Updated with correction
Alternative investment managers are getting serious about environmental, social and governance investing.
Executives at alternative investment manager KKR & Co LP have expanded their ESG program from cutting energy costs at portfolio companies — including changing types light bulbs — to investments in solar energy companies.
Since 2008, KKR's program to improve portfolio companies' eco-efficiency resulted in a total of $1.2 billion in cost savings, according to the firm's July ESG report, which covers 2015.
The combined result avoided 2.3 million metric tons of greenhouse gas emissions, 6.3 million tons of waste and 27 million cubic meters of water use, the report noted.
New York-based KKR is not the only firm to expand its ESG program.
Carlyle Group LP's 2016 ESG report, the latest of its annual reports and also covering 2015, noted carbon emissions was a notable theme last year in that customers of a number of its 200 portfolio companies asked for information on the companies' sustainability practices, including reporting to the Carbon Disclosure Project.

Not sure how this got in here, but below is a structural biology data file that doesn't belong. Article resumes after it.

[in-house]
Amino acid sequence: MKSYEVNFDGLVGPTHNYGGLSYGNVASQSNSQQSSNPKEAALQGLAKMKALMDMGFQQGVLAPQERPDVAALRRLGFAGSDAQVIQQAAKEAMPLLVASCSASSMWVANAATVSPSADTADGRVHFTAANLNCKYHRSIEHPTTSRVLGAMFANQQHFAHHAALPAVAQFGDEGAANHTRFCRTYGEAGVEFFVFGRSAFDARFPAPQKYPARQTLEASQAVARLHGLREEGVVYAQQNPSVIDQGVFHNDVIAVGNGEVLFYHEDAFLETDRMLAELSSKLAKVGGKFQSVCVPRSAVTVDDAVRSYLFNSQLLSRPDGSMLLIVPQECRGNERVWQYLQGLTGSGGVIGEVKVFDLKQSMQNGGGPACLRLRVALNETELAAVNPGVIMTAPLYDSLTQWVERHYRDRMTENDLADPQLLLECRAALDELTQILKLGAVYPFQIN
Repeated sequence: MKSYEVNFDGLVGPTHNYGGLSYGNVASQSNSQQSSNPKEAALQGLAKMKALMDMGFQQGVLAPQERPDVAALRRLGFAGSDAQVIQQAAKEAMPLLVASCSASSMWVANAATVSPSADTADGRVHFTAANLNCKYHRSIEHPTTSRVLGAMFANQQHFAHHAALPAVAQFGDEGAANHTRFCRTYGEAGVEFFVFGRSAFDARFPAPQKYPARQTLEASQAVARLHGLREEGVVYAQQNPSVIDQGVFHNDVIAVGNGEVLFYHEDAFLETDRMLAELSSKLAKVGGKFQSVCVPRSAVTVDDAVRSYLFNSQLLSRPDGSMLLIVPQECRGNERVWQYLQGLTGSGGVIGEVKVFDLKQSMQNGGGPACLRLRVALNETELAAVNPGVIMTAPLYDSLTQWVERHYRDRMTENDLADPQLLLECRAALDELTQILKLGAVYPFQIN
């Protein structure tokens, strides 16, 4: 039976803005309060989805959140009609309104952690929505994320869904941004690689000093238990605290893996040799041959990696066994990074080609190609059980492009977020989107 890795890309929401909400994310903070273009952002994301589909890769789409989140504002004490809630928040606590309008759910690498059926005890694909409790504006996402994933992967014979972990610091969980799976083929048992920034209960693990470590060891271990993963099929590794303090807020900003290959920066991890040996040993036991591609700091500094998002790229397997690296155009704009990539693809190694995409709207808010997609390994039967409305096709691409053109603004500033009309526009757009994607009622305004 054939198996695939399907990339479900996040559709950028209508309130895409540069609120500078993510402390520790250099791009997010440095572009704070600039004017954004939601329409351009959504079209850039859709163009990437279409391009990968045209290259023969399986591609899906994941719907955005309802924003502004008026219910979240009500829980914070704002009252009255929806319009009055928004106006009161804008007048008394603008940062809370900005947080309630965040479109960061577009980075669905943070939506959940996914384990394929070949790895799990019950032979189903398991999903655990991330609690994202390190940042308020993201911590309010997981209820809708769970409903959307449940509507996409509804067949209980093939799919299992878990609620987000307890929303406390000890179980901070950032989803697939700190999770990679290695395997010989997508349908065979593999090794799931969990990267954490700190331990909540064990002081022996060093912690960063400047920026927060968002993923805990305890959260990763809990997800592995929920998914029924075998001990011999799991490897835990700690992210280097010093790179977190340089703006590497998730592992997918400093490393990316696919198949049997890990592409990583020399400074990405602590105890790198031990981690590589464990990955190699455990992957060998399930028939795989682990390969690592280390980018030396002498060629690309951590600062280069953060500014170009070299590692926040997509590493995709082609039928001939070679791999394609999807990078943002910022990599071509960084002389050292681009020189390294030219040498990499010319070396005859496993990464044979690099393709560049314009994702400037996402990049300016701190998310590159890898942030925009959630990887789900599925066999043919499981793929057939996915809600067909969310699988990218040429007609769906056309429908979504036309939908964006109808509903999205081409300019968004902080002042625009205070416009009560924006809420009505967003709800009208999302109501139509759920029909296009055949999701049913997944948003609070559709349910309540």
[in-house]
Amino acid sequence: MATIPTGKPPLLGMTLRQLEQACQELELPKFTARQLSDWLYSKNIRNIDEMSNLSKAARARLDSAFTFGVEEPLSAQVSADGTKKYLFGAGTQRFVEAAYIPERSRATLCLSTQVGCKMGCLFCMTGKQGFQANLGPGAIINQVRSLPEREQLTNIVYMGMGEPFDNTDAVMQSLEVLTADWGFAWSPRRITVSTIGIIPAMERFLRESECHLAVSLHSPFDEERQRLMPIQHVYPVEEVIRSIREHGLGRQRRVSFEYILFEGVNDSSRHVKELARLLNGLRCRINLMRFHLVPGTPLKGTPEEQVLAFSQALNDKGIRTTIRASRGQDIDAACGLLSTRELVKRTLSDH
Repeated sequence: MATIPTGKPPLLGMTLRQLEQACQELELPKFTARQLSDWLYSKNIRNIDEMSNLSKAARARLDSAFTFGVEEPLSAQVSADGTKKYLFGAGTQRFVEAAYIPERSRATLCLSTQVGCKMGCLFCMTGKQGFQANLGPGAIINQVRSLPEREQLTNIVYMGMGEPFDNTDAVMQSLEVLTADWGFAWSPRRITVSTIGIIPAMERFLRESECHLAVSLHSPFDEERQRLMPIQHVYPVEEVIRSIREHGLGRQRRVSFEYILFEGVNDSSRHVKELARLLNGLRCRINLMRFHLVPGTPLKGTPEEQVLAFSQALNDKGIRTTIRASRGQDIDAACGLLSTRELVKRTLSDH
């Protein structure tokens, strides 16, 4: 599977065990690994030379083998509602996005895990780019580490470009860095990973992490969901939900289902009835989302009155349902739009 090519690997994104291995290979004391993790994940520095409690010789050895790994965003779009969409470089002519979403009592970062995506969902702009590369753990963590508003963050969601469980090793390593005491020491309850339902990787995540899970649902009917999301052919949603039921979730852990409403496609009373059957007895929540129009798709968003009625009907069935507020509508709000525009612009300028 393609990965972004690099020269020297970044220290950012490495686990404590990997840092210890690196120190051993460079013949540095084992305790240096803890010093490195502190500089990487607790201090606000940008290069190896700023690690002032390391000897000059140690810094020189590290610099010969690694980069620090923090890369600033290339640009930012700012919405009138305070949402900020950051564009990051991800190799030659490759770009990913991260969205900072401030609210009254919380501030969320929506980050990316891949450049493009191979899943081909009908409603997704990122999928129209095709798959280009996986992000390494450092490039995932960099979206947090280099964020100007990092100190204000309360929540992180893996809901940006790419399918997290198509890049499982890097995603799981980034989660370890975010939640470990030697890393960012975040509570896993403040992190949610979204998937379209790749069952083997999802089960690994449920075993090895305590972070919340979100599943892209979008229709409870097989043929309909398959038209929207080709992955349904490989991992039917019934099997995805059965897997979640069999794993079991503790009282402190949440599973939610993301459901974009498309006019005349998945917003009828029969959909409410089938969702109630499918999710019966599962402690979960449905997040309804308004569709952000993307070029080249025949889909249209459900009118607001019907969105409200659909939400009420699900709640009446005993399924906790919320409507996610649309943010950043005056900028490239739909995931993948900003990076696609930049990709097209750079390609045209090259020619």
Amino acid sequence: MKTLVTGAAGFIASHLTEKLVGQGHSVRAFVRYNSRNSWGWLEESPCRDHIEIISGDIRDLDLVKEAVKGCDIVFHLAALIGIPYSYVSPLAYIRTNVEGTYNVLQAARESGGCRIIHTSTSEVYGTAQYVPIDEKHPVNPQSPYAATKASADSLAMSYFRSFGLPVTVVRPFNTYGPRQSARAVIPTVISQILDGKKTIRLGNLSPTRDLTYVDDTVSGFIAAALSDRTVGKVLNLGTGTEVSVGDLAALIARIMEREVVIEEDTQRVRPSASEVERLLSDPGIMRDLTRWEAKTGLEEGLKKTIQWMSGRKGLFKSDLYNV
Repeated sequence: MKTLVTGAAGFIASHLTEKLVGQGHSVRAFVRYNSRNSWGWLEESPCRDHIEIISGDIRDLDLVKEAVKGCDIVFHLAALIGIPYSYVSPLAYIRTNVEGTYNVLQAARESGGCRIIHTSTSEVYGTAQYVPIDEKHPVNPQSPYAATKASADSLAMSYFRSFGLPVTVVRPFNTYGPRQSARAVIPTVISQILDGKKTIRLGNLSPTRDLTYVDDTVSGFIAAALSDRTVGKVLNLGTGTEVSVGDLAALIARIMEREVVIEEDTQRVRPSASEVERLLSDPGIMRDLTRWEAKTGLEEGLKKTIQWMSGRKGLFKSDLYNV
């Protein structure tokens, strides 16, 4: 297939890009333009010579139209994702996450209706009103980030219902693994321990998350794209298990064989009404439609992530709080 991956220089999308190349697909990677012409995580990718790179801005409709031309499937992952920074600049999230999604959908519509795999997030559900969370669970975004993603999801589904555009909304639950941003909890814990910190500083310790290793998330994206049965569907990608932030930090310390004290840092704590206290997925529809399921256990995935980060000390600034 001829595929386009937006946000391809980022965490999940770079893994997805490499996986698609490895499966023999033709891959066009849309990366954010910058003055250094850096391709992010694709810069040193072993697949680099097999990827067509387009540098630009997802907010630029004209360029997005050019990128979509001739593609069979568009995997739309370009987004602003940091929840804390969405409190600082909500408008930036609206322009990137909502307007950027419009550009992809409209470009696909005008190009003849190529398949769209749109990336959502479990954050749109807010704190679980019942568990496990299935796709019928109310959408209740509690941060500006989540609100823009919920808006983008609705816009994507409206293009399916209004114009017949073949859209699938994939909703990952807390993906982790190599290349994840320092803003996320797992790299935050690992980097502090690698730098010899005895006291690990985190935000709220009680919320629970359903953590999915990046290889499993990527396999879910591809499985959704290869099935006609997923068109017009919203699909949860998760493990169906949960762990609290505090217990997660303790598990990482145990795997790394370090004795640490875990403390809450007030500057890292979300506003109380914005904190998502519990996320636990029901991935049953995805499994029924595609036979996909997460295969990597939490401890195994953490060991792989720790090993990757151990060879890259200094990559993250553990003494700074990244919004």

In 2015, 17 of Carlyle's portfolio companies reported data to the CDP, which gathers information on carbon and climate change risk.
Over the past year, all portfolio companies in which Carlyle has a controlling interest reviewed their operations in accordance with Carlyle's responsible investment guidelines, which the firm developed eight years ago.
Carlyle's last two reports have highlighted nearly 30 examples — representing 20% of the firm's corporate buyouts — of sustainability adding value to portfolio companies.
Alternative investment firms are taking ESG more seriously these days, noted David Rubenstein, a co-founder and co-CEO of Washington-based Carlyle Group while speaking at the Pension Bridge Private Equity Exclusive Conference in Chicago last month.